A number of readers responded thoughtfully to the second installment in our series on ESG, which was focused on water system woes in Jackson, Mississippi: “ESG Part 2: Jackson, Mississippi.” ESG Part 1 introduced the series and the upcoming ESG conference at Rowan University on October 14.
We would like to share selected responses to Part 2 in this commentary before moving on with the rest of the series. ESG factors call for reasoned, evidence-based discourse.
Gregg gave us permission to share his response. As context for readers, Gregg explains, “I am a retired Wall Street hedge fund founder and currently am chairman of an economic research institute. During the past 15 years I have served on a number of boards, profit and not-for-profit, and I have had to learn the hard way what governance is really all about.”
You are correct to emphasize governance. Governance is taking responsibility to oversee the functioning of an entity. It requires a diligent process and adherence to Roberts Rules (modified or otherwise), checks and balances to ensure thoroughness and integrity. Good governance gets you close to perfection. Bad governance inevitably leads to disaster.
I live in Western MA and monitor with amazement the diligence of the county and local city councils as they argue and debate every issue affecting infrastructure: roads, sidewalks, bike lanes, water supply, internet towers, green energy, schools, public safety, etc. Local residents who become elected to posts of responsibility arguing and researching every issue — bringing in consultants if the issue is complex. Boring and beautiful is the process and the outcome.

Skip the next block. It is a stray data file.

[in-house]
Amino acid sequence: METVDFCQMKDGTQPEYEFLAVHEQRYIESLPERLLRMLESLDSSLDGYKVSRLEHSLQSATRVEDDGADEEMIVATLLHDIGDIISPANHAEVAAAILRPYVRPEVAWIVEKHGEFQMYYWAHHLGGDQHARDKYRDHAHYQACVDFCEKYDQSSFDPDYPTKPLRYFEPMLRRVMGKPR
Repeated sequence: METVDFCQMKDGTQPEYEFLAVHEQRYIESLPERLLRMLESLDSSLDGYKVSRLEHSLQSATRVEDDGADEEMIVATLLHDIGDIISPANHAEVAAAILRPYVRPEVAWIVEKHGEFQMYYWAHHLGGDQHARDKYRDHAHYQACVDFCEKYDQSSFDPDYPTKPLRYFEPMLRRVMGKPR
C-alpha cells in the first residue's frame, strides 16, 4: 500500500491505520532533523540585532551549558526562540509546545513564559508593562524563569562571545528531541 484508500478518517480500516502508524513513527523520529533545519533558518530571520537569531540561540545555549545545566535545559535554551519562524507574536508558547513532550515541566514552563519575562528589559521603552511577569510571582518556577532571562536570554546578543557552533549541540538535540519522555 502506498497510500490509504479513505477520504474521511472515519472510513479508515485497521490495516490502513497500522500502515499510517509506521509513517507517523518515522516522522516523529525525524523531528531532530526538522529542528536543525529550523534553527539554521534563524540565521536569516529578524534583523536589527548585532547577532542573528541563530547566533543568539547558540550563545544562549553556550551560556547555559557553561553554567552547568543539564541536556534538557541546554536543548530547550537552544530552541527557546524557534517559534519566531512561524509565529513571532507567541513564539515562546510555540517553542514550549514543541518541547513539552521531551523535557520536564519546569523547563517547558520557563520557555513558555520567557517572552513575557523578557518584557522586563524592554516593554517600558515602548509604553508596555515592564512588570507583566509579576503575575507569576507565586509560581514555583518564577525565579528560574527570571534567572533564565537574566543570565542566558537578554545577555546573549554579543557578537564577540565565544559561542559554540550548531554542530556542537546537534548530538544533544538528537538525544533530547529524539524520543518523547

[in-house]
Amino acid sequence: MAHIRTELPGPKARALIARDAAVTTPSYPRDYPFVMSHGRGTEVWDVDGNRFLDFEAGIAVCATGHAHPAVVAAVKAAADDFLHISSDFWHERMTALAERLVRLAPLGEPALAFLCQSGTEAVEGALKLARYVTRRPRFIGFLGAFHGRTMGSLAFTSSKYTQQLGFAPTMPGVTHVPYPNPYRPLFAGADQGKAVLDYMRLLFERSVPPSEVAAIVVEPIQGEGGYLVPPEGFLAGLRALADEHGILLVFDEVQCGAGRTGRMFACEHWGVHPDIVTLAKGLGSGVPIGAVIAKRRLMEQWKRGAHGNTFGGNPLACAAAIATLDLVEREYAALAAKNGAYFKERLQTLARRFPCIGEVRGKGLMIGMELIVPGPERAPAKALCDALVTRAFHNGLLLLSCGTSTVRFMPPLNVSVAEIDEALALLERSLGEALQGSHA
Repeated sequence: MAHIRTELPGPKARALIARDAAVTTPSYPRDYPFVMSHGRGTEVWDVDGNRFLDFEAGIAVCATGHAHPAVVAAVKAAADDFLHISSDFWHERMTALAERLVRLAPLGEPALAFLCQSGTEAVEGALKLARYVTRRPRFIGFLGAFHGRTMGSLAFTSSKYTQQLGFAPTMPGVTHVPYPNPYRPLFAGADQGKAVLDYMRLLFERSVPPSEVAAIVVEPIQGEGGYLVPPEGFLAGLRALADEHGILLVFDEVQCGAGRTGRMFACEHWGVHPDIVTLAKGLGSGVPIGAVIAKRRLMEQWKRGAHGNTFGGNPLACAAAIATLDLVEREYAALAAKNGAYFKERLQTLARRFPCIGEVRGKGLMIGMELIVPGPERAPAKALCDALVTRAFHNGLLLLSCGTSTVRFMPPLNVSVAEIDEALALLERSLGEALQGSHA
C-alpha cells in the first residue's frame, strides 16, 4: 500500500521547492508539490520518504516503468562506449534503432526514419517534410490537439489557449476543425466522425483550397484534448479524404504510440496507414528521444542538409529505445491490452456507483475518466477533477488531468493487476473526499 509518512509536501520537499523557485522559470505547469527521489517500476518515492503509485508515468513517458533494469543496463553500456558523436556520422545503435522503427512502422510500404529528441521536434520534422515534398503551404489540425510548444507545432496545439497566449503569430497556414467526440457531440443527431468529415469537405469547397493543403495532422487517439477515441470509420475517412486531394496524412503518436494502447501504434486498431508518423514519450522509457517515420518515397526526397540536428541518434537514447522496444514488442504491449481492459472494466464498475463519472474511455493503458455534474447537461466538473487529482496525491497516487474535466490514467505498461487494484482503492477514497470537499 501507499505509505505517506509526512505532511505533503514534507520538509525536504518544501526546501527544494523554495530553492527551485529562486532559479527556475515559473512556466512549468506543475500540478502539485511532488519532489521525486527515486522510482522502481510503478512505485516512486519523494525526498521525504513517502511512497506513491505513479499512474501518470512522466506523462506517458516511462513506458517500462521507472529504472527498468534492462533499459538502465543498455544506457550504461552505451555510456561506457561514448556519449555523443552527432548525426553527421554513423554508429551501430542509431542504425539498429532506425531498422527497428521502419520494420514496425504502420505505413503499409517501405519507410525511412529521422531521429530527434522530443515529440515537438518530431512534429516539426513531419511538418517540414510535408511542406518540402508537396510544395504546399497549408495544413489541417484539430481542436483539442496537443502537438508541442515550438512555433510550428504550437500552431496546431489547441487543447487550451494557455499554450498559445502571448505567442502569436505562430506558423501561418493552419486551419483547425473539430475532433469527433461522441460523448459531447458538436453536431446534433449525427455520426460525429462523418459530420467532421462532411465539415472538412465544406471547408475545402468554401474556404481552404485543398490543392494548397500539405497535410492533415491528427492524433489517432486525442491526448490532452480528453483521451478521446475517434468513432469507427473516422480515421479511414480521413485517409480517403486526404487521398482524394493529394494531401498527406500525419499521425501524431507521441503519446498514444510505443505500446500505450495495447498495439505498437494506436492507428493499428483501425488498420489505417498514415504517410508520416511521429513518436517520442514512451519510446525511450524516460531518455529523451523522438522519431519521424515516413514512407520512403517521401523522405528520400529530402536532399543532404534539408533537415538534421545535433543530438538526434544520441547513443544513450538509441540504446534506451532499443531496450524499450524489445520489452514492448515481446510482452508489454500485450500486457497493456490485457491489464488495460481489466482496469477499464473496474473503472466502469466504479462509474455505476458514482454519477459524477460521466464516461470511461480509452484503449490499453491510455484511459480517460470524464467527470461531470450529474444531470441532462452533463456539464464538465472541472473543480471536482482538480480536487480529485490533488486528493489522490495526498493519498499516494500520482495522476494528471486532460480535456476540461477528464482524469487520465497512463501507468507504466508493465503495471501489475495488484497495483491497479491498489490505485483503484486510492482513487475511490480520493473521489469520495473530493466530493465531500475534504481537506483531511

Governance outcomes are also dependent on an electorate that chooses representatives wisely.
What happened in Jackson is a more complex story. I have an interest in the area and to simply allow yellow journalism to hold sway over our understanding is a great error. It isn’t about racism, though the headlines would lead you to think it is. It is an issue of competence and integrity. The wrong people were elected. The wrong people had responsibility for the infrastructure.
Water pressure has been restored. It wasn’t a difficult short-term fix — just required competence in understanding how water treatments systems work. The tax base is/was there but the money wasn’t collected and water bills weren’t paid.
Read the last article first. Here is a smattering of articles that bring the governance issue into better focus.
Read the article which, as you stated, has been covered in the news.
Racism and economics is my take, sorry to tell the truth but there it is.
Another disgrace, me thinks.
I wonder what jobs these people affected and how they fit into the greater economics.
I wonder if the wealthier neighborhood in or near Jackson, Miss, have this problem.
Frank posed questions:
Has there ever been a situation in which a city that could not fix its brokenness simply disincorporated and all elected officials resigned? I can imagine a scenario something like that happening, which would create yet another disaster. What about declaring bankruptcy and going into receivership?
Outstanding — and as usual upsetting.
This is a failure of governments, not businesses. The elected officials did not do their job. Same story in Flint, MI.
As a retired professional with many years of service to state and local government issuers of bonds, Gary wrote,
David, good morning. I go back to your piece on politics and investing. In my opinion nowhere is ESG more important than when investing in municipal bonds. As a person who advised various governmental units on municipal debt, most of the stronger credits I worked with were engaged in ESG, although I would say probably unconsciously.